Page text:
Tweens & Teens
Bullies & Cyber Bullying
Behavior Problems
Classroom-Student Behavior
Extracurricular Activities
Internet & Technology
Kids Health & Safety
Parenting Styles & Skills
Peer Pressure
Positive Discipline
Sibling Rivalry
Sleepovers & Bedtime

Determining Appropriate TV Time

More and more television programming is aimed at teen and tween viewers. To combat the desire of your tween to "veg out" on the sofa, you'll need to create a balance between television and other activities. It's important to set rules and expectations for your kids when it comes to television viewing. Doing so will help prevent a number of issues. Arm yourself with these interesting facts about tweens and TV.

Surprising Facts About Teens and TV

  • The average child spends more time watching TV than he does in the classroom. In a one year period, your tween spends 11,000 hours in the classroom and 15,000 hours watching TV.
  • TV viewing exposes your teen to thousands of sexual references and sexual content that includes murder, sexual assault, etc.
  • Television exposes your child to approximately 20,000 commercials.
  • For each hour your tween spends watching television, the risk of obesity increases.

Studies have concluded that more than one or two hours of TV a day has a negative effect on your teen's performance in school. The area that's most affected is reading.

Guidelines for Parents and Television Viewing

  • Always set limits on TV time. Consider setting up a points and reward system so that your tween has to earn extra TV time by doing chores, homework, etc.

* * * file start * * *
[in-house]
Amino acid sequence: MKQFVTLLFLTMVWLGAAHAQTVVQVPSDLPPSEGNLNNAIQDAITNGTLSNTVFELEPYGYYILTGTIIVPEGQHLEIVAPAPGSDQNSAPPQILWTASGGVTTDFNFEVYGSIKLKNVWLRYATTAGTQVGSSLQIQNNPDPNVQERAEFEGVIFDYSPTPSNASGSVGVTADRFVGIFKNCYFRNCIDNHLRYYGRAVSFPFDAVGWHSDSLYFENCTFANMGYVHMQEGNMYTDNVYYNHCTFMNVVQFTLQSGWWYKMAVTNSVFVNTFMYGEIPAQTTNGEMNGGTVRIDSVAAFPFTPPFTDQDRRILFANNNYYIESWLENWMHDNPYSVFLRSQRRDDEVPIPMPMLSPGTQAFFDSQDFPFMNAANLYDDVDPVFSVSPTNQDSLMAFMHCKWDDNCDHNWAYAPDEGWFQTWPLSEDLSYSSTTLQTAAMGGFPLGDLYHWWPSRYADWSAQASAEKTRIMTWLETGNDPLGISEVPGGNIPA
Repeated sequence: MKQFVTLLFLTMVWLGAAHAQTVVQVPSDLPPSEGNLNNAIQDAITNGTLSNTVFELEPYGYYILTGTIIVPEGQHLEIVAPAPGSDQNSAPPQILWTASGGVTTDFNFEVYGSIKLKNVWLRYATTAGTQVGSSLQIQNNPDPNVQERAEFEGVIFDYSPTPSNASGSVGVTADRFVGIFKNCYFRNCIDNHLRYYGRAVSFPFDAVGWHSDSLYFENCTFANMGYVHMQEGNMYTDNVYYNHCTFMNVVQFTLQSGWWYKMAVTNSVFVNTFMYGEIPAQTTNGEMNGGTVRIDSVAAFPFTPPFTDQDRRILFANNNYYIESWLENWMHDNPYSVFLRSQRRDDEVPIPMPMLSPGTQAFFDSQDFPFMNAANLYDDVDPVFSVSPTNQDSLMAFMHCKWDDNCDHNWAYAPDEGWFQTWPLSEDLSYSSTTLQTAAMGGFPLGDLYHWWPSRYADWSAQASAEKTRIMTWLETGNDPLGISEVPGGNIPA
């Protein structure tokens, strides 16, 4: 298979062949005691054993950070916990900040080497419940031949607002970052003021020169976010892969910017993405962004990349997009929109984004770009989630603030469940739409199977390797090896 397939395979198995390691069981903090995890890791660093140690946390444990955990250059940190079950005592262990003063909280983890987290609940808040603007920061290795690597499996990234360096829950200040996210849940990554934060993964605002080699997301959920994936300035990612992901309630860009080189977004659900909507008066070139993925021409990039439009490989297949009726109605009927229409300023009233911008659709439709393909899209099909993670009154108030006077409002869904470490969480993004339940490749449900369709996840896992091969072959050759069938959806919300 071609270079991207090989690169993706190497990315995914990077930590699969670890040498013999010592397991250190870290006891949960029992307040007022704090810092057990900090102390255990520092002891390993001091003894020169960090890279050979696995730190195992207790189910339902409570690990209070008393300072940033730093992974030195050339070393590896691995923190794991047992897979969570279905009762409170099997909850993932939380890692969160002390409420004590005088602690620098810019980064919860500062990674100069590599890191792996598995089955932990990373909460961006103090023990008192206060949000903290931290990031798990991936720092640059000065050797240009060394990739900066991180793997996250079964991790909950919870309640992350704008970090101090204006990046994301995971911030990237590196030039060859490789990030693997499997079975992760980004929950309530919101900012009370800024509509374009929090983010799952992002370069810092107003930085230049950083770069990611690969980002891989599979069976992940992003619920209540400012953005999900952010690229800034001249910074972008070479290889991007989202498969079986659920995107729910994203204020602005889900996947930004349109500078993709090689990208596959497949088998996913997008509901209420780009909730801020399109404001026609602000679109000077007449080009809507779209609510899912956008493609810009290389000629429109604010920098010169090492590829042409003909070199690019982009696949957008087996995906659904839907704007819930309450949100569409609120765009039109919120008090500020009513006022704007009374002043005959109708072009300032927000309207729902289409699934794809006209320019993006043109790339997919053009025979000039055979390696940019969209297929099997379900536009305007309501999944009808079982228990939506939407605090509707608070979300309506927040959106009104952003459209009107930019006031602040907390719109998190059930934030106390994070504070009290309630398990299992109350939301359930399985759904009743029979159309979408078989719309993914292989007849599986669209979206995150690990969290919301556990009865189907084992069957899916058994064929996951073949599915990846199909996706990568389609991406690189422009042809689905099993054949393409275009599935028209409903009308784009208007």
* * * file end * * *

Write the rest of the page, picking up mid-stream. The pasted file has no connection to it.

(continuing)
• Outlaw inappropriate TV. If a TV show is not appropriate, don't let your teen watch it.
  • Be your tween's best example. If you're a couch potato, your kids probably will be too. Get involved in physical activities that get the family out of the house.

Tips to Balance TV with Everyday Life

  • It's critical to have family rules regarding how much TV is ok. Stick to those rules. Sit down as a family and decide on the rules, talk about the pros and cons of TV, and work together to engage in a balance between TV and other activities.
  • Get involved in other activities. Sports, after school activites, band, and other groups are great ways to balance TV with other activities. Schedule a regular family night. Play a game, talk, go for a walk in the park, or get together with another family to encourage social interaction.

As a parent, it's important to find a balance that works for your kids and your family. It's not impossible to reduce the amount of TV that your teen or tween watches and encourage involvement in non-television related entertainment.